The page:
I saw her in my gym a couple of days ago, lifting weights and training hard despite the fact she was in a wheelchair and obviously paralyzed from the waist down. Congratulating her on her spunky spirit, I was floored when she said: "Hi I'm Deepa. Pray for me, I'm training for the Rio Paraplegic Olympics and we are leaving tomorrow."
It is important to remember that this ban isn't directed at women. It is actually meant to strike a blow at the patriarchal oppression of women. France wants no part in this systematic inequality and is also wary of the influence that these orthodox attitudes can have in pushing their own society back in time.
In a recent interview to The Wire, former RAW chief A.S. Dulat suggested that the only way to solve the Kashmir imbroglio is through dialogue, not aggression. I submit that Mr. Dulat's statements in this context are meaningless clichés and platitudes. They are totally superficial, and reflect little understanding of the realities of the Kashmir problem. Those who think that mere political dialogue can resolve the Kashmir problem are living in a fool's paradise. They do not know what is really happening. So, let me explain.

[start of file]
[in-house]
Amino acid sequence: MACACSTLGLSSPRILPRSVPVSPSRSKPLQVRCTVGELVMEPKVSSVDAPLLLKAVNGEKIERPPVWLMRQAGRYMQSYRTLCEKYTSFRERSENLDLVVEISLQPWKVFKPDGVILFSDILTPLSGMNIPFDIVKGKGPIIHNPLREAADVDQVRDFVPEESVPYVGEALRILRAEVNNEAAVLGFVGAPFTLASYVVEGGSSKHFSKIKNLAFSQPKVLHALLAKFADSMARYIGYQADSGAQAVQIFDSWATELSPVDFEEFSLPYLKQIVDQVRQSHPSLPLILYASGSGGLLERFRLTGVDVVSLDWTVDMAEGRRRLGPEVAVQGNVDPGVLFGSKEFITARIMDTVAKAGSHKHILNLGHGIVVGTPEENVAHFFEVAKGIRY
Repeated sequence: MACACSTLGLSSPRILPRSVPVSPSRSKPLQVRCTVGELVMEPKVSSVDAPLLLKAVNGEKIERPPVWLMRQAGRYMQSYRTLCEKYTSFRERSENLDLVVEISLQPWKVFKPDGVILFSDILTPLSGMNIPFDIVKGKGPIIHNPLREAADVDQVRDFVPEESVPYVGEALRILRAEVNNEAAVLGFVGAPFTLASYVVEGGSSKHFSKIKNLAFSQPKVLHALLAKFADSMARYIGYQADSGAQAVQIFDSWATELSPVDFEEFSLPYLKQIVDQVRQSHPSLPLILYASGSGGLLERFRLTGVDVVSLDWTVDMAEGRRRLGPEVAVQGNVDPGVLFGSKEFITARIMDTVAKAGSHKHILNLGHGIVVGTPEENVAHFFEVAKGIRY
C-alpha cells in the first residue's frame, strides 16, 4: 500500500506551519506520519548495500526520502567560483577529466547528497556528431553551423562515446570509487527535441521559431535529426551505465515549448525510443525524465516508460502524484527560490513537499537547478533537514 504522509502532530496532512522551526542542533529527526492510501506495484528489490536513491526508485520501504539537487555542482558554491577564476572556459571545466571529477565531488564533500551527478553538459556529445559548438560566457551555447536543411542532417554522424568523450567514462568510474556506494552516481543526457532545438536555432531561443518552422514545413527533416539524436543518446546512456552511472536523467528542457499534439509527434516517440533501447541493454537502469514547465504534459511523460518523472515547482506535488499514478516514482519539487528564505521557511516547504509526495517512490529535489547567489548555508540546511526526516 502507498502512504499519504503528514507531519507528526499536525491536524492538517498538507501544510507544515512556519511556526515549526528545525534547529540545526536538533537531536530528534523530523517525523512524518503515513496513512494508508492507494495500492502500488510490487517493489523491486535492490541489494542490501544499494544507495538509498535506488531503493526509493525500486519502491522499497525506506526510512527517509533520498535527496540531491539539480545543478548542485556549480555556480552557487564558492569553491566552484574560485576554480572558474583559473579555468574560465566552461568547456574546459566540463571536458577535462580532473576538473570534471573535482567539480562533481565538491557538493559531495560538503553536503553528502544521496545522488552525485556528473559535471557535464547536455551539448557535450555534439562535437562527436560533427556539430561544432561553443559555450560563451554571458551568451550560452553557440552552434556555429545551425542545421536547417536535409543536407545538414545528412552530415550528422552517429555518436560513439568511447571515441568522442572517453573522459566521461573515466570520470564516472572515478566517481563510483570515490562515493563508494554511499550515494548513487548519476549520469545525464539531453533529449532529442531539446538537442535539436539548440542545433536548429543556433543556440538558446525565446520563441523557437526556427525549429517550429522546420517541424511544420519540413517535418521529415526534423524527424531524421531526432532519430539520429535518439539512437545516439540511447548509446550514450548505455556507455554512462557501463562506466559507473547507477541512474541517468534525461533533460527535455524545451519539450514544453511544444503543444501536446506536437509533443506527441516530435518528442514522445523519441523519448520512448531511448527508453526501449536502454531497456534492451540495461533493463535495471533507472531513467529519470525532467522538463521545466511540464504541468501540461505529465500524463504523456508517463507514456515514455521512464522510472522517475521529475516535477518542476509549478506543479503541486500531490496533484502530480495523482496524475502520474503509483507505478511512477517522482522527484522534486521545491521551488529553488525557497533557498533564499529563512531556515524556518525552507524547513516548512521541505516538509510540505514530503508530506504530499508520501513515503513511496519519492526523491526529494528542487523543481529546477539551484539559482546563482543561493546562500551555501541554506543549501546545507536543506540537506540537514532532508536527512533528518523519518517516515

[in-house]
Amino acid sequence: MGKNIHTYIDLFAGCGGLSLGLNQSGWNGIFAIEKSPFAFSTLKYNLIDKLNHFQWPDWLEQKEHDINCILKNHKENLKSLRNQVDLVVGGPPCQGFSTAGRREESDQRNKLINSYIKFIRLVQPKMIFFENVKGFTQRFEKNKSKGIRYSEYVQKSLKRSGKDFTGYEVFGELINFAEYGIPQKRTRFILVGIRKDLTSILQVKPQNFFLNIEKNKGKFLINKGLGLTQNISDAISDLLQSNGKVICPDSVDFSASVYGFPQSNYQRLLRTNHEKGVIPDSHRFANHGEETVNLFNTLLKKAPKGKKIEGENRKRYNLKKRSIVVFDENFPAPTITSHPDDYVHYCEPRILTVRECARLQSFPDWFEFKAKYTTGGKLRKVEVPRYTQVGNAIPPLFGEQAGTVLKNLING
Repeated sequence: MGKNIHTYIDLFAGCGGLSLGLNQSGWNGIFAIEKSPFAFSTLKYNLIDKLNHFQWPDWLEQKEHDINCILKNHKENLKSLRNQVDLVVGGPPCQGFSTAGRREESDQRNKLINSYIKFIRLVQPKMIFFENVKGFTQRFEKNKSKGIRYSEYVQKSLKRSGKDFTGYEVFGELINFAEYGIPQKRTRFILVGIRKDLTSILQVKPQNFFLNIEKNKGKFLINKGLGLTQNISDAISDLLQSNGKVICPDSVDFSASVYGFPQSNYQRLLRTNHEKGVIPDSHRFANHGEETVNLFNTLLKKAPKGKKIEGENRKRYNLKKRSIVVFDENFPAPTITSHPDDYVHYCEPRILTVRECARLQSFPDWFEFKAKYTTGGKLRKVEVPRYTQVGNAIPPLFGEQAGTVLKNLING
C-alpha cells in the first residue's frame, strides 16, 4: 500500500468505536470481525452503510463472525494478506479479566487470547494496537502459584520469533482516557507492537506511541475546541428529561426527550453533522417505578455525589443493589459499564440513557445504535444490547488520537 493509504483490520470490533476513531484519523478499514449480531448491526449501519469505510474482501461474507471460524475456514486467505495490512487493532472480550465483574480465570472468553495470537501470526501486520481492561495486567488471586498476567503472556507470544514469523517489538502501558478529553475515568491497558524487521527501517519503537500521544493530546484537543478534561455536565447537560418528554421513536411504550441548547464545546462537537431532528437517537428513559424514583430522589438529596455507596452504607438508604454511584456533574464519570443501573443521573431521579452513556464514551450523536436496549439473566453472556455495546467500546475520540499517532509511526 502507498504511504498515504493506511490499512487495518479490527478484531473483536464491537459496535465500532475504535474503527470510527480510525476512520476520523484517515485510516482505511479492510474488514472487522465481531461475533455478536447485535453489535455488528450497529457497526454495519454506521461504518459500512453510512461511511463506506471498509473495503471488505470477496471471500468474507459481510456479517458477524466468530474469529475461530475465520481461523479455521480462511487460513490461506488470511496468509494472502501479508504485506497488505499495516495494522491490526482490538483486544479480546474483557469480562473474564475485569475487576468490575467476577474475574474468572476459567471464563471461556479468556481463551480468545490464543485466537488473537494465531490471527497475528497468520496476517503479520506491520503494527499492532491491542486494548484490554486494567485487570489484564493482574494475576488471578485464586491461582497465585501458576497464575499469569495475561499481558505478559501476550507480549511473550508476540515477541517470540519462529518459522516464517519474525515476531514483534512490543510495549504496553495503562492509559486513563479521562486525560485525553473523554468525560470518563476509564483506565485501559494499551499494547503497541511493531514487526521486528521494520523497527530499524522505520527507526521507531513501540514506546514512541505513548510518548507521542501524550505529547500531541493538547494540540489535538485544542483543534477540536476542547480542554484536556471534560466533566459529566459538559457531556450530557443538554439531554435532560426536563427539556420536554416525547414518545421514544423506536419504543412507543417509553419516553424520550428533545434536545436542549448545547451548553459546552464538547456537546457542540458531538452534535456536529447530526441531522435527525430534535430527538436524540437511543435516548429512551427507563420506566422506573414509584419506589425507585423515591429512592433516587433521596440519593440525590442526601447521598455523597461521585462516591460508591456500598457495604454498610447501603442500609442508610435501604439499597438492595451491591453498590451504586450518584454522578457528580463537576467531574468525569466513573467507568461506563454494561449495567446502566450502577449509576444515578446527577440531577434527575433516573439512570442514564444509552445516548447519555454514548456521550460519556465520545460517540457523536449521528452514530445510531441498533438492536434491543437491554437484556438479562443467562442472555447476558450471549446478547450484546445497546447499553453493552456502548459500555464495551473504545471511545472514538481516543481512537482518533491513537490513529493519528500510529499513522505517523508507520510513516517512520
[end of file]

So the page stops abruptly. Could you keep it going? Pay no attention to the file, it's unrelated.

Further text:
Former Judge, Supreme Court of India; Former Chairman, Press Council of India
The best year for engineers was the pass-out batch of 2006-07 (82% placed) exactly 10 years ago. This was the batch that got into colleges in 2003-2004. At that point, the number of seats offered for engineering was almost on par with aspirants looking for jobs. It was the year when the tech/software companies were flying high. As the engineering institutions tasted success, they started expanding.
It is often assumed that women don't want to work in professional kitchens because of the demanding nature of the job, the long hours and the stress of juggling work with family. Well, this clearly isn't always the case. We spoke to a few fabulous women chefs and restaurateurs and uncovered some of their secret ingredients for success.
The BBC recently released a list of the 100 greatest films of the 21st century i.e. from the year 2000 onwards. The list was selected by a panel of 177 international film critics including a handful from India. To say that I am utterly disappointed with the picks would be an understatement. More than anything, the list reflects the jury's lack of understanding of contemporary world cinema. The choices made by some of the Indian critics, especially, are almost hilarious.
Murtaza Ali Khan